No Change in Capital Gains Taxation and No Hit to Housing
By Dr. Sherry Cooper
Budget 2017 continues the government’s commitment to support the middle class by enhancing Canada’s long-term growth potential. Investments to foster innovation, skills and the ability to attract top talent from around the world are included. An important and growing competitive advantage is Canada’s openness to trade and immigration, having a broader range of free trade agreements than any other G-7 country. This is particularly potent today as the U.S. is aiming to retrench from free trade and even potentially impose trade restrictions and border adjustment taxes. Ottawa is also targeting a few high-potential sectors for government support. These targeted areas are advanced manufacturing, agri-food, clean technology (a sector that the Trump Administration might well be abandoning), digital industries, health/bio sciences and clean resources (also very different from proposed U.S. policy), with the hope of enhancing growth and creating jobs.
Many were concerned that the government would take additional action to slow the housing market, particularly in Toronto where it continues to be very strong. No such action was taken. The budget document does comment on the high level of household debt relative to income and the affordability concerns in Vancouver and Toronto, however Budget 2017 suggests that “recent government actions (announced in October 2016) will help mitigate risk and ensure a healthy and stable housing market.”
Budget 2017 proposes to invest more than $11.2 billion over 11 years in a variety of initiatives to build, renew and repair Canada’s stock of affordable housing. A new National Housing Fund will be administered through Canadian Mortgage and Housing Corporation (CMHC) to expand lending for new rental housing supply and renewal, support innovation in affordable housing, preserve the affordability of social housing and support a strong and sustainable social housing sector. More federal lands will be available for affordable housing. Details to come later this year.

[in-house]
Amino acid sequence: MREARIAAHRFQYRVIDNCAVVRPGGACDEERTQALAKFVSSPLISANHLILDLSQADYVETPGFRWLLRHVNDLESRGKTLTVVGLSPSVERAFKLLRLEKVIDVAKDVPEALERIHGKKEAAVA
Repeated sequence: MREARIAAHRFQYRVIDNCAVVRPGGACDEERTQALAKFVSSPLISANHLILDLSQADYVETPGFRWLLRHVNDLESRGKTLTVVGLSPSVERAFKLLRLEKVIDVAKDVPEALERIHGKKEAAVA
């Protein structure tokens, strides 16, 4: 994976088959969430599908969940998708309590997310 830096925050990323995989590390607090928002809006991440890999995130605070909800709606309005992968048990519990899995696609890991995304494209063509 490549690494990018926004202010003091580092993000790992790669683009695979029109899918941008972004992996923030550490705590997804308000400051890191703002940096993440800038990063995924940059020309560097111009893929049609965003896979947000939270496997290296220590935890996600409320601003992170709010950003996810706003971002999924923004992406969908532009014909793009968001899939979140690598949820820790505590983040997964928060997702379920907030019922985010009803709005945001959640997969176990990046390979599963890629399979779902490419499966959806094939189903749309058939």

What Budget 2017 does do is to allocate just shy of $40 million to Statistics Canada over five years to develop and implement a new housing data base, the Housing Statistics Framework (HSF). The HSF builds on the money allocated in last year’s budget to collect data on foreign ownership of housing. “The HSF will leverage existing data from provincial-territorial land registries, property assessment programs and administrative records to create a nationwide database of all residential properties in Canada, and provide up-to-date data on purchases and sales. Statistics Canada will begin publishing initial data in the fall of 2017. The HSF will represent a significant jump forward in the quality and type of housing data available and will yield significant ongoing benefits by enhancing the ability of housing participants, commentators and policy-makers to monitor and analyze the housing market.”
Notably, this budget posts deficits as far as the eye can see. However, the good news is that Ottawa re-introduced a contingency reserve to adjust for potential risk of $3 billion per year. This reserve fund was a long-standing practice of prior governments and was absent from Budget 2016. Ottawa, however, continues to focus on a reduction in the debt-to-GDP ratio rather than deficit elimination. This will no doubt be criticized by conservatives.
Basically, there aren’t any major tax measures. Specifically, there is no change in the tax treatment of capital gains, a red-hot issue in the media for the past few weeks. The finance ministry is cracking down on the use of private corporations to sprinkle income among family members to reduce taxes. These private corporations are subject to lower tax rates than personal income tax rates. Similarly, passive investment portfolios held inside private corporations will be audited. Clearly, the Canada Revenue Agency will be scrutinizing these private corporations in the future, to assure tax fairness for the middle class. Eliminating tax loop holes, evasion (both domestically and internationally) and avoidance is expected to increase revenues by $2.5 billion over five years.
There will also be a renovation to the current caregiver credit system and extension of the eligibility for the tuition tax credit. Measures will also be taken to strengthen the financial services sector, although these are technical and supervisory and do not affect mortgage lending specifically as some in the industry had feared.
Bottom Line: Budget 2017 does no harm. The Canadian economy has improved considerably since last year’s budget. While oil prices, the Canadian dollar and U.S. interest rates are uncertain, it appears that the economy could grow at roughly a 2.3 per cent annual rate with the jobless rate in Canada remaining below seven per cent. The resilience of the Canadian economy has been supported by government actions in the 2016 budget as well as accommodative monetary policy.
While I would like to see a plan to return to a balanced budget, Canada will have no trouble in funding its debt or maintaining its triple-A credit rating.